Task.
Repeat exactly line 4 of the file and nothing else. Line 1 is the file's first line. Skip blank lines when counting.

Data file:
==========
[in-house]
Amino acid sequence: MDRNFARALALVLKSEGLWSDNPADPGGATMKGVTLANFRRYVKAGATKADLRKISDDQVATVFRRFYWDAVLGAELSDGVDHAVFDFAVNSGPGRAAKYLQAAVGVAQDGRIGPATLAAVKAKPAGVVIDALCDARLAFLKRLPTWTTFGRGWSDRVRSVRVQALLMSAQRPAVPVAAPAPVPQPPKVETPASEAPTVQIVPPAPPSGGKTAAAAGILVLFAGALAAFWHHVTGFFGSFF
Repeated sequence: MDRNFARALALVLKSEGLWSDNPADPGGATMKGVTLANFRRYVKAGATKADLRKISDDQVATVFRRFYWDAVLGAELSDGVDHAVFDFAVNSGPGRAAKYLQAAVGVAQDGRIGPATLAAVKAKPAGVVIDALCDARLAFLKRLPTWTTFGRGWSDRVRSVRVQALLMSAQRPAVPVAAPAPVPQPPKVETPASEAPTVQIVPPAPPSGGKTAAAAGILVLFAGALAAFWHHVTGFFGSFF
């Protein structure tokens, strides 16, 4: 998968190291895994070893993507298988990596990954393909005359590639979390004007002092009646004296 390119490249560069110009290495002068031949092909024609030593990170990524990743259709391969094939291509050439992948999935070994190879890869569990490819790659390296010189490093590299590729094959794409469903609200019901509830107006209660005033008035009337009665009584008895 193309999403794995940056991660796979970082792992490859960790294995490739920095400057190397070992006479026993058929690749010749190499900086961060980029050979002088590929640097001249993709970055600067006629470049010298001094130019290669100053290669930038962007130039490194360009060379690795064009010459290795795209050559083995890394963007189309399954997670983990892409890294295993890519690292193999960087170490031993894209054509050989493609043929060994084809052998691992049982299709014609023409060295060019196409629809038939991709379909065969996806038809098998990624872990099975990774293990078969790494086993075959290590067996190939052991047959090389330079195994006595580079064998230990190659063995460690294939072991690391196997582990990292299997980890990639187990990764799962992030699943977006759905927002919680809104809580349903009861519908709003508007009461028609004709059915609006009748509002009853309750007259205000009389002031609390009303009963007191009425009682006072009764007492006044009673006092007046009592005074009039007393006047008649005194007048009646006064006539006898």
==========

């Protein structure tokens, strides 16, 4: 998968190291895994070893993507298988990596990954393909005359590639979390004007002092009646004296 390119490249560069110009290495002068031949092909024609030593990170990524990743259709391969094939291509050439992948999935070994190879890869569990490819790659390296010189490093590299590729094959794409469903609200019901509830107006209660005033008035009337009665009584008895 193309999403794995940056991660796979970082792992490859960790294995490739920095400057190397070992006479026993058929690749010749190499900086961060980029050979002088590929640097001249993709970055600067006629470049010298001094130019290669100053290669930038962007130039490194360009060379690795064009010459290795795209050559083995890394963007189309399954997670983990892409890294295993890519690292193999960087170490031993894209054509050989493609043929060994084809052998691992049982299709014609023409060295060019196409629809038939991709379909065969996806038809098998990624872990099975990774293990078969790494086993075959290590067996190939052991047959090389330079195994006595580079064998230990190659063995460690294939072991690391196997582990990292299997980890990639187990990764799962992030699943977006759905927002919680809104809580349903009861519908709003508007009461028609004709059915609006009748509002009853309750007259205000009389002031609390009303009963007191009425009682006072009764007492006044009673006092007046009592005074009039007393006047008649005194007048009646006064006539006898």